SXSW 2010, Day Two : Abby’s Recap

<img src="https://www.qromag.com/wp-content/uploads/2010/04/sxsw10recapAbbyDay2sm.jpg" alt=" " />Americana dominated the day at Galaxy Room, while the night at Mohawk showcased how - and how <u>not</u> - to go from laptop to ...

SXSW 2010 Day Two : Abby's Recap

Americana dominated the day at Galaxy Room, while the night at Mohawk showcased how – and how not – to go from laptop to live.

 

We had a trio of correspondents covering South-by-Southwest in 2010: Abby Johnston, Robin Sinhababu and Ted Chase.  This is Abby’s recap of Day Two; Robin’s is here, and Ted’s is here.

 

Paste Magazine Party @ Galaxy Room

Miles Kurosky
 Miles Kurosky

Miles KuroskyClick image for full gallery

There has been a serious hole in music since indie-pioneers Beulah broke up in 2004, and I’ll have to admit I was a bit apprehensive when the former lead singer Miles Kurosky and a band that WASN’T BEULAH took the stage.  Kurosky, however, seems eager to jump back into the music business and played the show like an excited newcomer and not a ‘been there, done that’ veteran.

Although his solo debut, Desert of Shallow Effects, is less than stellar compared to his Beulah days, the live show was a clean mix between solo works and Beulah favorites.  Kurosky even pulled two die hard Beulah fans up to sing along.  Funniest moment of the set: Watching Beulah fans hugging the stage and struggling to sing lyrics from his new stuff.  Chill out guys, we forgive you for not knowing.
 Miles Kurosky - NOT BEULAH

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Shearwater
 Shearwater

Shearwater instrumentsClick image for full gallery

As an Austenite, it was neat to see a lot of people watch Shearwater work their magic for the first time.  I won’t act like they are a local secret, Shearwater has been around for a long while, but seeing and hearing their floating, ambient music break the restrictive boundaries of headphones is a unique opportunity.  The band seemed to float through the set, lucidly producing a vibrating, window-rattling sound from typically soft instruments.

Perhaps one of the most intense moments came from the least intense instrument possible – the vibraphone.  Upright bassist Kim Burke and percussionist Thor Harris took opposite sides of the vibraphone, overlapping individual melodies for two-minute vibraphone solo.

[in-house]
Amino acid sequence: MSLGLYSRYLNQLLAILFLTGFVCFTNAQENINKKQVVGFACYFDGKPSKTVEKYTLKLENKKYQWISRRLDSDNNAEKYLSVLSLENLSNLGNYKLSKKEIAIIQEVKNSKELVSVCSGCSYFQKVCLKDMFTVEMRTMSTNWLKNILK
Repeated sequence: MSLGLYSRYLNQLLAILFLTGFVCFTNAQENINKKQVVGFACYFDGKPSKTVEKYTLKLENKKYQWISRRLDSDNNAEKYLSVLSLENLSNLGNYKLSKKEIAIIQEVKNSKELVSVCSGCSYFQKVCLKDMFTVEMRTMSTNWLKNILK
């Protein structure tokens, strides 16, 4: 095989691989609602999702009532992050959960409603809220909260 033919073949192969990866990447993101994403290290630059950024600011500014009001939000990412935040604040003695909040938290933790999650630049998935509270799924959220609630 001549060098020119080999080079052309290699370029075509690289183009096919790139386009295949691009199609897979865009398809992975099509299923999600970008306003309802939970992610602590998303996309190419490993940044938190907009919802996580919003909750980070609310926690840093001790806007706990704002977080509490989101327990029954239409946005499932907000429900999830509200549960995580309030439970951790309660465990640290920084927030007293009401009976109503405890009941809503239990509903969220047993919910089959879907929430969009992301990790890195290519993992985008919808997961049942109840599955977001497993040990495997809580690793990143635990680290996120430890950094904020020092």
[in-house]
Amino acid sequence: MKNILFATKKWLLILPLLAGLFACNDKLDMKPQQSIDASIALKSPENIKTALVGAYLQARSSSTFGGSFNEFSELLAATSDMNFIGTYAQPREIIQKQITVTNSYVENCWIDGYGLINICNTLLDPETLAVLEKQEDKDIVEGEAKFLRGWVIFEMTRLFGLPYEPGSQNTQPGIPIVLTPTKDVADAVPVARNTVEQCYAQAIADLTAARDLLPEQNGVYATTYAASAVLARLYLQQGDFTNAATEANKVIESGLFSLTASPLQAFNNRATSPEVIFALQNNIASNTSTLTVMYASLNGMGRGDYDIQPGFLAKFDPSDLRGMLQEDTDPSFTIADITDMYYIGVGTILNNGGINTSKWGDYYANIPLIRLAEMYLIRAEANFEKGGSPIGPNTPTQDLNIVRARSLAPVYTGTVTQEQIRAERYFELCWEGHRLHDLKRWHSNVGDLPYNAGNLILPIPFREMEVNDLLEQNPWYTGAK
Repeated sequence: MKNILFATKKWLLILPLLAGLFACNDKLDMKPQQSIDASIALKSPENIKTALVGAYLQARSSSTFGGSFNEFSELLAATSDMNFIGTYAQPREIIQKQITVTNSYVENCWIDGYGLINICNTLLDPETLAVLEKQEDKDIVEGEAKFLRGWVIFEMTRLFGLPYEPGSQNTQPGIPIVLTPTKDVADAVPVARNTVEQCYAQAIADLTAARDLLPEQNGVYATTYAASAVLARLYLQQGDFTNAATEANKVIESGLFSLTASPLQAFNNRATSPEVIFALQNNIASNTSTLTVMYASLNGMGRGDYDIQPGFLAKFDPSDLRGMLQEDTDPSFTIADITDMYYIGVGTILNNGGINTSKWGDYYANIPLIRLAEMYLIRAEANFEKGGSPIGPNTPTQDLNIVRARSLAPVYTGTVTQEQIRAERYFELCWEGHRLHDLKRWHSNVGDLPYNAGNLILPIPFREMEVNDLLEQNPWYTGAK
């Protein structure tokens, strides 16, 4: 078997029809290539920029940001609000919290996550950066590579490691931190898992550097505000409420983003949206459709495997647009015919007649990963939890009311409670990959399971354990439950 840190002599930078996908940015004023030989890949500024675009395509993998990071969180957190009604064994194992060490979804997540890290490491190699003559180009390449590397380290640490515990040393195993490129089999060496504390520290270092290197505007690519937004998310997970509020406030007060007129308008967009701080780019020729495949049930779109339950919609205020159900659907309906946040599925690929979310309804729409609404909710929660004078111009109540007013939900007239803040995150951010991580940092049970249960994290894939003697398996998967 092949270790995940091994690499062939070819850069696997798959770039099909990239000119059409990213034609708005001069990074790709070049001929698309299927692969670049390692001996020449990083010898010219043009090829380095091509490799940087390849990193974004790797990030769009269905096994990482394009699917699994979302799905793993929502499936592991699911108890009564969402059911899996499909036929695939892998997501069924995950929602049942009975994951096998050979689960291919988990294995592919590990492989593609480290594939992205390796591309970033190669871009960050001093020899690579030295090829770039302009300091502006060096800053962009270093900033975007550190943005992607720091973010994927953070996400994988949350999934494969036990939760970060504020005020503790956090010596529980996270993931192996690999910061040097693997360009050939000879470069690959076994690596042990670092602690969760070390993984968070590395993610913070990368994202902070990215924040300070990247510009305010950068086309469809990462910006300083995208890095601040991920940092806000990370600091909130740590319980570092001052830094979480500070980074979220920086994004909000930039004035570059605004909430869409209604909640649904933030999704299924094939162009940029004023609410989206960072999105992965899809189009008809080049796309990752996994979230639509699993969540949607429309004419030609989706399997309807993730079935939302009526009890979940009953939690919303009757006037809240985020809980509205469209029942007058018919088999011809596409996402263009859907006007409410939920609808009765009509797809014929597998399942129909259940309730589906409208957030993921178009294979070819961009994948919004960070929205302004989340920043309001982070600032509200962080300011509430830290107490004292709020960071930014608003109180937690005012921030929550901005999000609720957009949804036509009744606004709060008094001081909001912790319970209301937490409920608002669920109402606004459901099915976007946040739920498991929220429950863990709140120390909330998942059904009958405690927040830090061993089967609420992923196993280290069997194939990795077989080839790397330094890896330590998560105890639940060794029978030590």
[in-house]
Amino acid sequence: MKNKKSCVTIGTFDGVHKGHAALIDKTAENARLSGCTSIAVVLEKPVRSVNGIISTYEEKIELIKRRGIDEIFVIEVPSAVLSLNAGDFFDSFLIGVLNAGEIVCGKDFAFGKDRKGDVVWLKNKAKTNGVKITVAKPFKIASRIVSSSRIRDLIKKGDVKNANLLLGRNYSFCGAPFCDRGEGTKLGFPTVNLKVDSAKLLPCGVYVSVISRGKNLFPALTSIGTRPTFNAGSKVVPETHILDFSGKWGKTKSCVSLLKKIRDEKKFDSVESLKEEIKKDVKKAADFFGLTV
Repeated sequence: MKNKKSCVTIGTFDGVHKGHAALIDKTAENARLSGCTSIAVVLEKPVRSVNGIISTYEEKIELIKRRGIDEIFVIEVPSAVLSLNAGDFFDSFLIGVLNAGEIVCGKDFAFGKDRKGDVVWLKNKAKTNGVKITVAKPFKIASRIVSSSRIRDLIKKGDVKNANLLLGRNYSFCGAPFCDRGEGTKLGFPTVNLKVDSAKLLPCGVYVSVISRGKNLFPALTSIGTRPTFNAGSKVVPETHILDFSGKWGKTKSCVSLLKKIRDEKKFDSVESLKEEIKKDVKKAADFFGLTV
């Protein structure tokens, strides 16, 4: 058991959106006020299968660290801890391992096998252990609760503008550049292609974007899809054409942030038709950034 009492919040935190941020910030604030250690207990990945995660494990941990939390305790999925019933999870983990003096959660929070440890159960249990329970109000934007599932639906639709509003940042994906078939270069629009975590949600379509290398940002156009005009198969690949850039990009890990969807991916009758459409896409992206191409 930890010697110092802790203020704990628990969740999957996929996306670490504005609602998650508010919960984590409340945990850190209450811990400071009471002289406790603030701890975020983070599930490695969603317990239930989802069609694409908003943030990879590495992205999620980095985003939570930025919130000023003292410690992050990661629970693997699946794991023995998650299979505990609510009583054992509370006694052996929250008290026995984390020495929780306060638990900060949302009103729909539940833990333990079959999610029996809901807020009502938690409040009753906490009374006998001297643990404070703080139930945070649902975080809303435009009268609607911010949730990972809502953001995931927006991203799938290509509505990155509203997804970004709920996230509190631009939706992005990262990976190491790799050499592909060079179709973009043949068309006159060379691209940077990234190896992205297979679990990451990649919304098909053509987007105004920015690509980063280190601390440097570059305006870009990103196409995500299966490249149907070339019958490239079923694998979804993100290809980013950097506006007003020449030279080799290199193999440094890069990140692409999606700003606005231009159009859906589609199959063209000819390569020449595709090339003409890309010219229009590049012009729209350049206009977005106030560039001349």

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Living Sisters
 Living Sisters

a Living SisterClick image for full gallery

Living Sisters took an unfortunate spot in the line-up.  After seeing the intense but sleepy Shearwater (see above), the acoustic guitar and the three sweet, sweet voices of Living Sisters didn’t bode well with an antsy crowd.  But don’t feel bad; Living Sisters are tender rookies.  Becky Stark (Lavender Diamond), Inara George (The Bird and the Bee), and Eleni Mandell have been active in their own projects for a good part of the last decade.

Don’t get me wrong, they have a strikingly natural sound and pretty solid compositions, but the live show wasn’t necessarily something that would get you pumped up.  I would have, perhaps, taken this chance to lie down in the sun and listen to their bluegrass crooning, but it was too near the port-a-potties to be remotely comfortable.
 Living Sisters

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The Low Anthem
 The Low Anthem

Click image for full gallery

Ben Knox MillerI couldn’t help but get a little giddy when I saw the members of the Low Anthem setting up.  So giddy, in fact, I was tempted to jump up and help Ben Knox Miller, Jeff Prystowsky, Jocie Adams and new member Mat Davidson so they could start wowing me with their flawlessly crafted music.  I managed to remain calm, though, and waited patiently for the band to finish crowding the stage with their seemingly endless instruments.

Jocie AdamsMat DavidsonFinally, the set started and a complete hush went over the crowd.  Ben Knox Miller finally seems to have emerged as the leader, after a quiet back and forth between Knox and Prystowsky in the months before.  He took the lead on vocals each time, aside from one duet with Adams.  As usual, the band members played a game of musical chairs with the instruments, each taking turn in almost every department, using unique instruments like a saw and pill bottles as percussion elements.  The band previewed new material they have been working on, but still avoided the widely recognized "Charlie Darwin".